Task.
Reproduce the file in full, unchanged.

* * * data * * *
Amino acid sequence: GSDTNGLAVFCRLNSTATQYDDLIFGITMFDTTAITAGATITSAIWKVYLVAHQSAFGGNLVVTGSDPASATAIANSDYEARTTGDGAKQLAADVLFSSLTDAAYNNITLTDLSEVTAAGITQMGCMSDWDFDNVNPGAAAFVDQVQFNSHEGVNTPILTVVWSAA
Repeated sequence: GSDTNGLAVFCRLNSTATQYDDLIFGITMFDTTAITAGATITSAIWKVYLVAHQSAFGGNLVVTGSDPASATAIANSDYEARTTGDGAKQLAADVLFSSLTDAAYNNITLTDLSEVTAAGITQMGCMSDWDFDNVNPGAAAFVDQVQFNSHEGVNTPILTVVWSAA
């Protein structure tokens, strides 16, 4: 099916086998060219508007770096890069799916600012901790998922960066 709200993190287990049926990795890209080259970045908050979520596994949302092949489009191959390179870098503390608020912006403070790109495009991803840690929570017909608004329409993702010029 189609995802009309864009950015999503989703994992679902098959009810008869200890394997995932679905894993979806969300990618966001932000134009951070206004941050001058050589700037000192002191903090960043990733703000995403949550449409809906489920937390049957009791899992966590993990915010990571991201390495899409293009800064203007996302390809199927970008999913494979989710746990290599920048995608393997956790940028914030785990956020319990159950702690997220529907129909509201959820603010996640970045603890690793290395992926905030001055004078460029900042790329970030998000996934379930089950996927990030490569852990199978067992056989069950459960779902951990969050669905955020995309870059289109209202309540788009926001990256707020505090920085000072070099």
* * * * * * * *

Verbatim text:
Amino acid sequence: GSDTNGLAVFCRLNSTATQYDDLIFGITMFDTTAITAGATITSAIWKVYLVAHQSAFGGNLVVTGSDPASATAIANSDYEARTTGDGAKQLAADVLFSSLTDAAYNNITLTDLSEVTAAGITQMGCMSDWDFDNVNPGAAAFVDQVQFNSHEGVNTPILTVVWSAA
Repeated sequence: GSDTNGLAVFCRLNSTATQYDDLIFGITMFDTTAITAGATITSAIWKVYLVAHQSAFGGNLVVTGSDPASATAIANSDYEARTTGDGAKQLAADVLFSSLTDAAYNNITLTDLSEVTAAGITQMGCMSDWDFDNVNPGAAAFVDQVQFNSHEGVNTPILTVVWSAA
């Protein structure tokens, strides 16, 4: 099916086998060219508007770096890069799916600012901790998922960066 709200993190287990049926990795890209080259970045908050979520596994949302092949489009191959390179870098503390608020912006403070790109495009991803840690929570017909608004329409993702010029 189609995802009309864009950015999503989703994992679902098959009810008869200890394997995932679905894993979806969300990618966001932000134009951070206004941050001058050589700037000192002191903090960043990733703000995403949550449409809906489920937390049957009791899992966590993990915010990571991201390495899409293009800064203007996302390809199927970008999913494979989710746990290599920048995608393997956790940028914030785990956020319990159950702690997220529907129909509201959820603010996640970045603890690793290395992926905030001055004078460029900042790329970030998000996934379930089950996927990030490569852990199978067992056989069950459960779902951990969050669905955020995309870059289109209202309540788009926001990256707020505090920085000072070099």